During my 42 years of teaching, two teachers were fired for sexual abuse. Both were placed on paid administrative leave on the day that the abuse was REPORTED (It’s not necessary to wait for proof). After they were indicted, they both went on unpaid leave. One teacher was convicted and automatically fired (a teacher loses his credential when convicted of a felony so the district doesn’t even have to bother with firing him. Besides, a person can hardly teach while he is in prison). The other teacher was represented by a very sharp attorney who won an acquittal. However, because of this man’s history of unprofessional conduct, the superintendent was able to have his credential pulled by the state. In the case of Superintendent Bud Spillane, his duty was to protect the children when “it was pretty obvious [the teacher] had [abused children].” He should have explained to parents that he had to abide by the law, which requires the good-faith SUSPICION of abuse to be reported to police. I certainly hope he didn’t allow the teacher to be with the kids once he was certain the teacher “had done so.” I suspect this is exactly what happened at Miramonte and I hope the principal, the previous principal and the last two superintendents lose their jobs. After all, citizens are demanding “accountability” and rightly so.
If districts care about the children, they will do anything to protect them when abuse is suspected. The law is heavily on the side of people taking action against child abuse of any kind.
During my tenure, I also knew of two teachers who were falsely accused by vindictive high school students. These teachers did fight back and rightly so. In both instances the students confessed to their lies and teachers sued and won. Yes, when the teachers are innocent, it is expensive for all concerned.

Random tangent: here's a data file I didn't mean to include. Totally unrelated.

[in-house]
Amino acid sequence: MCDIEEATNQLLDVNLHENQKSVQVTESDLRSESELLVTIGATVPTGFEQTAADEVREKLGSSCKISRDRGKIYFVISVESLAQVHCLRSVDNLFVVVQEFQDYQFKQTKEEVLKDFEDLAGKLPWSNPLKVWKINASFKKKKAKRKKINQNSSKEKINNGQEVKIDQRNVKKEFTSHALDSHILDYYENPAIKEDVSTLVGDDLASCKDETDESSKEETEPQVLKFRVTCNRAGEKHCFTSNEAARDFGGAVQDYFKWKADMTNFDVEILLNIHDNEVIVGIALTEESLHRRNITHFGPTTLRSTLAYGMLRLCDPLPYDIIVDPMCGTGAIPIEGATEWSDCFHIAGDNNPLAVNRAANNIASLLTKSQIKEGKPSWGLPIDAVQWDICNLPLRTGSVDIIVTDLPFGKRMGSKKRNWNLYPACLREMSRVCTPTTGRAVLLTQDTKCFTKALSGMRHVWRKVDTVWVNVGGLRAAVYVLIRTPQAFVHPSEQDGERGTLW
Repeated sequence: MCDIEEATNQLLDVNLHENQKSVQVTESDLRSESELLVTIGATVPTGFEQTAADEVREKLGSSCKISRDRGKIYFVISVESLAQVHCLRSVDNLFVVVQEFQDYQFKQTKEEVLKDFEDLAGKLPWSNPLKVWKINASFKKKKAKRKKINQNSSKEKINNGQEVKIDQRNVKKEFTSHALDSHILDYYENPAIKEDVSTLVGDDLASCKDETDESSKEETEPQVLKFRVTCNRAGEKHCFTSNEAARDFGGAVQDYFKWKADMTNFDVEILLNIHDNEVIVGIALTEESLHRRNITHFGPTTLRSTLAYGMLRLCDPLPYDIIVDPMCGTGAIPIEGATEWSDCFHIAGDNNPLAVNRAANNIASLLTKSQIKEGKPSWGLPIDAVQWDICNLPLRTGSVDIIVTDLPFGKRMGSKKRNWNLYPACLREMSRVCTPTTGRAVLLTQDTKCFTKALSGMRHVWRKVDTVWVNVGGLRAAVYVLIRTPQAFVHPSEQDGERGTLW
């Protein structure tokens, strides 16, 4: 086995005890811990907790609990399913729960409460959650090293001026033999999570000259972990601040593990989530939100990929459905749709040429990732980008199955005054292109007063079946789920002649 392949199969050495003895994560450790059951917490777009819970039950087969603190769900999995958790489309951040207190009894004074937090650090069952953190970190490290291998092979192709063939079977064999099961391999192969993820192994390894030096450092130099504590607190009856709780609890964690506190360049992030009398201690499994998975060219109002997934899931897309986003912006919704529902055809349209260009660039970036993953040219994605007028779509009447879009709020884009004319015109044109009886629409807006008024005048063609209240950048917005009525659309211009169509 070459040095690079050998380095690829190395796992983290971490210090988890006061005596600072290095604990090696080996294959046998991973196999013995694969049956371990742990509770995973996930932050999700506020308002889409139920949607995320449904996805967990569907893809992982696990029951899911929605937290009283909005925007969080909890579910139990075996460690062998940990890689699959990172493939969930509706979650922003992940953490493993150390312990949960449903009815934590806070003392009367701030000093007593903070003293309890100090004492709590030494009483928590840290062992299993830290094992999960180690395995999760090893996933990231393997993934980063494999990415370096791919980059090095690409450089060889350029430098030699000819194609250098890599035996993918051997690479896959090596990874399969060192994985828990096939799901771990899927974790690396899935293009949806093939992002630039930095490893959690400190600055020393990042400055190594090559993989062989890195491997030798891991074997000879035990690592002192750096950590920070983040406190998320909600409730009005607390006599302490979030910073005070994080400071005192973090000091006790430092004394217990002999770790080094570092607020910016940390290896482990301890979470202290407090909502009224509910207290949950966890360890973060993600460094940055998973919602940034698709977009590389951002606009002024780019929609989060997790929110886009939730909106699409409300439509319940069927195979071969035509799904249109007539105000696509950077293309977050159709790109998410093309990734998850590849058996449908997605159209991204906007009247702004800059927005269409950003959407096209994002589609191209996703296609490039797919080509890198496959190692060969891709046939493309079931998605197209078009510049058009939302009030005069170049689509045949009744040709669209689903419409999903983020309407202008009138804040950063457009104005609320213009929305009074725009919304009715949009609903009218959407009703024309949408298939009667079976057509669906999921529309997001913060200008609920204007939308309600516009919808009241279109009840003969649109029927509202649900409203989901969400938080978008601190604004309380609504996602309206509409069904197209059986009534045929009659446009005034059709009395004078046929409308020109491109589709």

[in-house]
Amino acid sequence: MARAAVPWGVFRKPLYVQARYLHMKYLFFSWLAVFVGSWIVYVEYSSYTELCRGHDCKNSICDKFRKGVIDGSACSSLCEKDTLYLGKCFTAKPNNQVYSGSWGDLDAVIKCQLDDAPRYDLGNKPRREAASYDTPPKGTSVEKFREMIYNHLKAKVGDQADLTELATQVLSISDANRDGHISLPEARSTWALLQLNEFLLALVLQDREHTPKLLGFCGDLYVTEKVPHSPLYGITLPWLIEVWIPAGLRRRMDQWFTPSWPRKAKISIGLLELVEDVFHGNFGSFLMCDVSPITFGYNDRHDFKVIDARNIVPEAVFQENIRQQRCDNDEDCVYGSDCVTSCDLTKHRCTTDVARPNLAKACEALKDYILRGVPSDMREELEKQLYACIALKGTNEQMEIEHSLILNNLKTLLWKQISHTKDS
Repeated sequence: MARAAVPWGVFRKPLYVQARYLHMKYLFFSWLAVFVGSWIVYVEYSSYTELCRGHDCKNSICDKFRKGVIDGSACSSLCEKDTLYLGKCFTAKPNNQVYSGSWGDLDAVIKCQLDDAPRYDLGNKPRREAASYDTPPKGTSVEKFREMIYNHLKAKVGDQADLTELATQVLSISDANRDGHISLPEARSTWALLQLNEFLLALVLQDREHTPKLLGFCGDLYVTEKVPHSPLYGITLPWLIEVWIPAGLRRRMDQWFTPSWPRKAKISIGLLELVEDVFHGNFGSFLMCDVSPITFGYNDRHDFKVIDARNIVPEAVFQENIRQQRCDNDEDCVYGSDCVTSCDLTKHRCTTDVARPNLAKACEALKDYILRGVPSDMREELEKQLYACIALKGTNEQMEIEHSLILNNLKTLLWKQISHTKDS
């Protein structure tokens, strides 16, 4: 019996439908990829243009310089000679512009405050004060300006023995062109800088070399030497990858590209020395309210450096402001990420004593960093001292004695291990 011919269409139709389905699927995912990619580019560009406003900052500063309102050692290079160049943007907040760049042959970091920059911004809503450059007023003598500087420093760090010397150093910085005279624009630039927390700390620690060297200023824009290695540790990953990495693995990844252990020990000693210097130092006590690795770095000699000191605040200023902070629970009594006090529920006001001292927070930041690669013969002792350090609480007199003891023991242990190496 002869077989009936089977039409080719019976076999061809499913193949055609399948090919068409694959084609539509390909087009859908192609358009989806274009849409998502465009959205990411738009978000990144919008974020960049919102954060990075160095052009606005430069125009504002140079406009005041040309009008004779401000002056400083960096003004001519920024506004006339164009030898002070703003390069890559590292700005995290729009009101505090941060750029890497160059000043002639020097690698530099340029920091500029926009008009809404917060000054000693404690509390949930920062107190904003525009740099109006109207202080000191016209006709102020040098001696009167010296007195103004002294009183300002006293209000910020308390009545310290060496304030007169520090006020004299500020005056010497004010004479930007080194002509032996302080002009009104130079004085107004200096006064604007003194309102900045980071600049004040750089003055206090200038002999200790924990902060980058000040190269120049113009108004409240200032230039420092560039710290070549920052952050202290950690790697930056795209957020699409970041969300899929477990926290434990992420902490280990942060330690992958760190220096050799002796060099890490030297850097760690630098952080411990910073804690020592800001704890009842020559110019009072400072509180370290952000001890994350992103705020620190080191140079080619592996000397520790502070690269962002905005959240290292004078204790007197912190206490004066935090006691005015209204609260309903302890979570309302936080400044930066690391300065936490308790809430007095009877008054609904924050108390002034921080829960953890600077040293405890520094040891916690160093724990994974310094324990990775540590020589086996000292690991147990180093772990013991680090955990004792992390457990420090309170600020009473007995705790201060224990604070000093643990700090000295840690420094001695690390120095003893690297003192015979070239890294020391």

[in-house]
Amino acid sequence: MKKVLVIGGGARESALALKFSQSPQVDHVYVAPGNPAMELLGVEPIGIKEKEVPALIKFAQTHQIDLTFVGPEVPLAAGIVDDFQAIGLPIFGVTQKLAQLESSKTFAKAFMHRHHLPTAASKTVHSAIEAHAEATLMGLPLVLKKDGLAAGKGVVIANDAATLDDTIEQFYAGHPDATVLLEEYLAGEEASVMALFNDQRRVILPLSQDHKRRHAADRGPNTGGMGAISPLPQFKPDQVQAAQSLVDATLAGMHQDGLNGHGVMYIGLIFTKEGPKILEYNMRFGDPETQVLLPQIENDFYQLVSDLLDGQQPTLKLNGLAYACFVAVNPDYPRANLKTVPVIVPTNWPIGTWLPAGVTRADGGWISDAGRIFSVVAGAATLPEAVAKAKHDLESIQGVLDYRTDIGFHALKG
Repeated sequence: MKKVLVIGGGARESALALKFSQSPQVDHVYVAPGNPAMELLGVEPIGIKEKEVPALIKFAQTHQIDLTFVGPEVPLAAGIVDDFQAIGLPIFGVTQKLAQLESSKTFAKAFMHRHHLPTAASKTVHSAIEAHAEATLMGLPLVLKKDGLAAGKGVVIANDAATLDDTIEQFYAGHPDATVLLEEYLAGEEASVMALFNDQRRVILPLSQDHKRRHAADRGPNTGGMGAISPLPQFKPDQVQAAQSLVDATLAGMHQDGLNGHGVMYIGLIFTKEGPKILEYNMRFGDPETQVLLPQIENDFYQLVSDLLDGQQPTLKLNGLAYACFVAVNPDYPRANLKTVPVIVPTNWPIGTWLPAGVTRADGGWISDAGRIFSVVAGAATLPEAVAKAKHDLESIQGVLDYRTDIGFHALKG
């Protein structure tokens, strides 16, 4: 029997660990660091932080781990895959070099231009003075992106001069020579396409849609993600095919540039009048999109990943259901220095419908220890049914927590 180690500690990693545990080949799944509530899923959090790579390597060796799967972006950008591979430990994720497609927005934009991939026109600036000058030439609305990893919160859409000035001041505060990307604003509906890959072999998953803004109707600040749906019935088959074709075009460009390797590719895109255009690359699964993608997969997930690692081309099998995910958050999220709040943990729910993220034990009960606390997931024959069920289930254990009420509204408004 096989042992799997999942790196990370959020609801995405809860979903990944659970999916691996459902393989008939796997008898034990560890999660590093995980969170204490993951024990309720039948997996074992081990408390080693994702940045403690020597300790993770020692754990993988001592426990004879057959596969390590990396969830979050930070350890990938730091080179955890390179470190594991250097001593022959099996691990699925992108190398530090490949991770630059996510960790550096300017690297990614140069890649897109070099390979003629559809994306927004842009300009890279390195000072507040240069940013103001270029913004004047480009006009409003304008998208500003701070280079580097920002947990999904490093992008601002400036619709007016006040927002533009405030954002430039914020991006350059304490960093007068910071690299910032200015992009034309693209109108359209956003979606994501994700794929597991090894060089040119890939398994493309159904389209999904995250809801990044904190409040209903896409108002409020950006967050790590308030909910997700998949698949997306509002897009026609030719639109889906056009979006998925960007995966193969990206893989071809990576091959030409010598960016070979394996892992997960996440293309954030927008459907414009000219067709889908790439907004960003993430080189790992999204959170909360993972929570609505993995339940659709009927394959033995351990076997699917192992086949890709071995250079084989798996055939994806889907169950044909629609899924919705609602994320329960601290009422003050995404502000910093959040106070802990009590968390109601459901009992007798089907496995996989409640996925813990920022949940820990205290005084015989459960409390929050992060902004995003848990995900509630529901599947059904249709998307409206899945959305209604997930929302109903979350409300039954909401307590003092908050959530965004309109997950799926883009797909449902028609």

I want to conclude by saying that this scandal is front page news because almost all teachers are protectors, and not abusers, of children.
With the recent number of incidents involving students being sexually abused by teachers I think we need to take a long hard look at how these incidents are handled. If we do, it will be a sad day as we will find that the perpetrators are more protected than the innocents whose life they are destroying.
The following example illustrates this point. There is a case on Long Island where a level one sex offender was allowed to “retire” in between the time he was arrested and the time he pleaded guilty. Subsequent to his arrest, no real investigation was done to see if there are other victims. He now collects a nice NYS pension and is living off our tax dollars.
He recently has made some posts defending his position on the following blog:
If offers a fascinating, albeit sick look into the minds of those whom our children are being left in the hands of. Maybe its’ time someone takes a really close look at how these incidents are handled in our state. I think there are 3 clear questions that arise from cases like this:
1) Are we doing enough to protect our children or do we need stronger consequences to predators who take jobs in the school systems to gain exposure to potential victims?
2) How is it legal for a perpetrator of any kind of child abuse, especially someone who used their job to gain exposure to victims, allowed to live off of tax payor money?
3) How is it legal for schools NOT to do a thorough investigation once a predator is found in their employ when some studies show child abusers can have over 100 victims?
4) Why do the media keep publishing stories about these incidents and never address these questions?
I hope at some point our society gains the strength to protect our children and answer these questions